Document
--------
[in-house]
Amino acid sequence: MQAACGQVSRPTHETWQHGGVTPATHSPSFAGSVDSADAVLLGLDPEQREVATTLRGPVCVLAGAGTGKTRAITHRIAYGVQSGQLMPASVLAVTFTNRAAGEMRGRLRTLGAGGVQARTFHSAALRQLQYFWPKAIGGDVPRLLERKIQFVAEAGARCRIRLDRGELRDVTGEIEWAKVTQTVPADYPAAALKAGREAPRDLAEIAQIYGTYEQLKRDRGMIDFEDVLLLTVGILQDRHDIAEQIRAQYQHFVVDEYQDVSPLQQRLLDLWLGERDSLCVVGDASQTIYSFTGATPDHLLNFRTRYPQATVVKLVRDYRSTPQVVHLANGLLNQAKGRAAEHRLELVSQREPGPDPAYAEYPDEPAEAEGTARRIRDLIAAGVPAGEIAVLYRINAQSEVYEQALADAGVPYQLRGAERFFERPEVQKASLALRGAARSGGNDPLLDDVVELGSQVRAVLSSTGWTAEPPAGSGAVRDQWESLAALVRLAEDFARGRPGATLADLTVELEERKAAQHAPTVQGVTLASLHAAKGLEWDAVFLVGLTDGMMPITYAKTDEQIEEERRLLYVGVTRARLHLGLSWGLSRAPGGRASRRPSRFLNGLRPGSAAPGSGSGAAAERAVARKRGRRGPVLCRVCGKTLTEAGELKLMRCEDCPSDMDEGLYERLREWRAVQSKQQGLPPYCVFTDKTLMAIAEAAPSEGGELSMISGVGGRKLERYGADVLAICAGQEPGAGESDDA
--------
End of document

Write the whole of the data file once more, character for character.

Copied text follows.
[in-house]
Amino acid sequence: MQAACGQVSRPTHETWQHGGVTPATHSPSFAGSVDSADAVLLGLDPEQREVATTLRGPVCVLAGAGTGKTRAITHRIAYGVQSGQLMPASVLAVTFTNRAAGEMRGRLRTLGAGGVQARTFHSAALRQLQYFWPKAIGGDVPRLLERKIQFVAEAGARCRIRLDRGELRDVTGEIEWAKVTQTVPADYPAAALKAGREAPRDLAEIAQIYGTYEQLKRDRGMIDFEDVLLLTVGILQDRHDIAEQIRAQYQHFVVDEYQDVSPLQQRLLDLWLGERDSLCVVGDASQTIYSFTGATPDHLLNFRTRYPQATVVKLVRDYRSTPQVVHLANGLLNQAKGRAAEHRLELVSQREPGPDPAYAEYPDEPAEAEGTARRIRDLIAAGVPAGEIAVLYRINAQSEVYEQALADAGVPYQLRGAERFFERPEVQKASLALRGAARSGGNDPLLDDVVELGSQVRAVLSSTGWTAEPPAGSGAVRDQWESLAALVRLAEDFARGRPGATLADLTVELEERKAAQHAPTVQGVTLASLHAAKGLEWDAVFLVGLTDGMMPITYAKTDEQIEEERRLLYVGVTRARLHLGLSWGLSRAPGGRASRRPSRFLNGLRPGSAAPGSGSGAAAERAVARKRGRRGPVLCRVCGKTLTEAGELKLMRCEDCPSDMDEGLYERLREWRAVQSKQQGLPPYCVFTDKTLMAIAEAAPSEGGELSMISGVGGRKLERYGADVLAICAGQEPGAGESDDA